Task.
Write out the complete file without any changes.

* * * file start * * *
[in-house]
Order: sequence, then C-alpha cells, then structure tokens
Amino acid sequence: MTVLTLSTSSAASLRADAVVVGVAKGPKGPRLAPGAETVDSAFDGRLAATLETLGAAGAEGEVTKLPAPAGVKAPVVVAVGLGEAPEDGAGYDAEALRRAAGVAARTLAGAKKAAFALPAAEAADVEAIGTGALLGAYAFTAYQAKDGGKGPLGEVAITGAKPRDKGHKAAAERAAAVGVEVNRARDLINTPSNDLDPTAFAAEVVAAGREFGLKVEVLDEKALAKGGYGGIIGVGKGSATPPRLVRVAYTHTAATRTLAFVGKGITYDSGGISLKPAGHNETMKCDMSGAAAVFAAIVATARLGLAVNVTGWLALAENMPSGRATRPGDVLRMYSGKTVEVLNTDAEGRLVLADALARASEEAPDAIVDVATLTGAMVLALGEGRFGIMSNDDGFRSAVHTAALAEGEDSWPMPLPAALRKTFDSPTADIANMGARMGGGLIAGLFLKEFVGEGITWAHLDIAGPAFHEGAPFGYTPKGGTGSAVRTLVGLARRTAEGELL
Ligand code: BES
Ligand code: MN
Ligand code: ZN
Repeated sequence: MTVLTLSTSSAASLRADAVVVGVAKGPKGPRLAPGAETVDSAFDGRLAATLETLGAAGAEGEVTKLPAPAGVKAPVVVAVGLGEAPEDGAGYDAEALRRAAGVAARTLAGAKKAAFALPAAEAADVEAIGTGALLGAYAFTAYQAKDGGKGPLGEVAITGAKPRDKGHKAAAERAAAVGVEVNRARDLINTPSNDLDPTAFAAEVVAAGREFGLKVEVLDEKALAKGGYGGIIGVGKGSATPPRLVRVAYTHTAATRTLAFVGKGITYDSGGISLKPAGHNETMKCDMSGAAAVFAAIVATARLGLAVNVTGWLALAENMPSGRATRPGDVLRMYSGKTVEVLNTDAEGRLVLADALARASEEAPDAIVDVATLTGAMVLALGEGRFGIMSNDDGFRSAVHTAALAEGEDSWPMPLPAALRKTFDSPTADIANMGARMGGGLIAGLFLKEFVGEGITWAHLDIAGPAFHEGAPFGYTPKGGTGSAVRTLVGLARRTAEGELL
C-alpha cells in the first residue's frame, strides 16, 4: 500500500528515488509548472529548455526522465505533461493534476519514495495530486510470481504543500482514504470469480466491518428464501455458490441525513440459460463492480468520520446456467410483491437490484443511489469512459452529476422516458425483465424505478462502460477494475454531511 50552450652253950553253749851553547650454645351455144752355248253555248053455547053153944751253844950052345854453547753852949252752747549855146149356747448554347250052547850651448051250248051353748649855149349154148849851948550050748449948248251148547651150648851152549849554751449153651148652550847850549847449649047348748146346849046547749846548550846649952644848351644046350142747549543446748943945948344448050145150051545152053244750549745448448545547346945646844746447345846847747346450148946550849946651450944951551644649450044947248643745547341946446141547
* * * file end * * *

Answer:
[in-house]
Order: sequence, then C-alpha cells, then structure tokens
Amino acid sequence: MTVLTLSTSSAASLRADAVVVGVAKGPKGPRLAPGAETVDSAFDGRLAATLETLGAAGAEGEVTKLPAPAGVKAPVVVAVGLGEAPEDGAGYDAEALRRAAGVAARTLAGAKKAAFALPAAEAADVEAIGTGALLGAYAFTAYQAKDGGKGPLGEVAITGAKPRDKGHKAAAERAAAVGVEVNRARDLINTPSNDLDPTAFAAEVVAAGREFGLKVEVLDEKALAKGGYGGIIGVGKGSATPPRLVRVAYTHTAATRTLAFVGKGITYDSGGISLKPAGHNETMKCDMSGAAAVFAAIVATARLGLAVNVTGWLALAENMPSGRATRPGDVLRMYSGKTVEVLNTDAEGRLVLADALARASEEAPDAIVDVATLTGAMVLALGEGRFGIMSNDDGFRSAVHTAALAEGEDSWPMPLPAALRKTFDSPTADIANMGARMGGGLIAGLFLKEFVGEGITWAHLDIAGPAFHEGAPFGYTPKGGTGSAVRTLVGLARRTAEGELL
Ligand code: BES
Ligand code: MN
Ligand code: ZN
Repeated sequence: MTVLTLSTSSAASLRADAVVVGVAKGPKGPRLAPGAETVDSAFDGRLAATLETLGAAGAEGEVTKLPAPAGVKAPVVVAVGLGEAPEDGAGYDAEALRRAAGVAARTLAGAKKAAFALPAAEAADVEAIGTGALLGAYAFTAYQAKDGGKGPLGEVAITGAKPRDKGHKAAAERAAAVGVEVNRARDLINTPSNDLDPTAFAAEVVAAGREFGLKVEVLDEKALAKGGYGGIIGVGKGSATPPRLVRVAYTHTAATRTLAFVGKGITYDSGGISLKPAGHNETMKCDMSGAAAVFAAIVATARLGLAVNVTGWLALAENMPSGRATRPGDVLRMYSGKTVEVLNTDAEGRLVLADALARASEEAPDAIVDVATLTGAMVLALGEGRFGIMSNDDGFRSAVHTAALAEGEDSWPMPLPAALRKTFDSPTADIANMGARMGGGLIAGLFLKEFVGEGITWAHLDIAGPAFHEGAPFGYTPKGGTGSAVRTLVGLARRTAEGELL
C-alpha cells in the first residue's frame, strides 16, 4: 500500500528515488509548472529548455526522465505533461493534476519514495495530486510470481504543500482514504470469480466491518428464501455458490441525513440459460463492480468520520446456467410483491437490484443511489469512459452529476422516458425483465424505478462502460477494475454531511 50552450652253950553253749851553547650454645351455144752355248253555248053455547053153944751253844950052345854453547753852949252752747549855146149356747448554347250052547850651448051250248051353748649855149349154148849851948550050748449948248251148547651150648851152549849554751449153651148652550847850549847449649047348748146346849046547749846548550846649952644848351644046350142747549543446748943945948344448050145150051545152053244750549745448448545547346945646844746447345846847747346450148946550849946651450944951551644649450044947248643745547341946446141547